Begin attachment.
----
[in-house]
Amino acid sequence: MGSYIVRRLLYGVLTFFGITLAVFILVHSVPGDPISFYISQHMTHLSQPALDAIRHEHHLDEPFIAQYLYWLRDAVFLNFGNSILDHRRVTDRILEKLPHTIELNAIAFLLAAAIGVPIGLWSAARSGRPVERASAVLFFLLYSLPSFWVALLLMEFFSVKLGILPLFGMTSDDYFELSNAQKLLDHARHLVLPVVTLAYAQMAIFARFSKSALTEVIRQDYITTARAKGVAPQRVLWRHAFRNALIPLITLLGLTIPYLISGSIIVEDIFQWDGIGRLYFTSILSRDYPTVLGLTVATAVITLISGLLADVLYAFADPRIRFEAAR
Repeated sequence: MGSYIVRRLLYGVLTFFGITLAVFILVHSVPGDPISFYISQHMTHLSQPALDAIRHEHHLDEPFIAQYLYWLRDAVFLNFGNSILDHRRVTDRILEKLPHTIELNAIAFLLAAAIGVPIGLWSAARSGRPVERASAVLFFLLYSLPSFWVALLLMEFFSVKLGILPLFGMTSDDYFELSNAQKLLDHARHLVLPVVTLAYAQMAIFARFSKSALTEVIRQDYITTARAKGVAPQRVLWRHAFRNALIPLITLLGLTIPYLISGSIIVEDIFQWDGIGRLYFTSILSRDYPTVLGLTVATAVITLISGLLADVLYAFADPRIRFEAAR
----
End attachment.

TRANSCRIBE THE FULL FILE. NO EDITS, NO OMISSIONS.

[in-house]
Amino acid sequence: MGSYIVRRLLYGVLTFFGITLAVFILVHSVPGDPISFYISQHMTHLSQPALDAIRHEHHLDEPFIAQYLYWLRDAVFLNFGNSILDHRRVTDRILEKLPHTIELNAIAFLLAAAIGVPIGLWSAARSGRPVERASAVLFFLLYSLPSFWVALLLMEFFSVKLGILPLFGMTSDDYFELSNAQKLLDHARHLVLPVVTLAYAQMAIFARFSKSALTEVIRQDYITTARAKGVAPQRVLWRHAFRNALIPLITLLGLTIPYLISGSIIVEDIFQWDGIGRLYFTSILSRDYPTVLGLTVATAVITLISGLLADVLYAFADPRIRFEAAR
Repeated sequence: MGSYIVRRLLYGVLTFFGITLAVFILVHSVPGDPISFYISQHMTHLSQPALDAIRHEHHLDEPFIAQYLYWLRDAVFLNFGNSILDHRRVTDRILEKLPHTIELNAIAFLLAAAIGVPIGLWSAARSGRPVERASAVLFFLLYSLPSFWVALLLMEFFSVKLGILPLFGMTSDDYFELSNAQKLLDHARHLVLPVVTLAYAQMAIFARFSKSALTEVIRQDYITTARAKGVAPQRVLWRHAFRNALIPLITLLGLTIPYLISGSIIVEDIFQWDGIGRLYFTSILSRDYPTVLGLTVATAVITLISGLLADVLYAFADPRIRFEAAR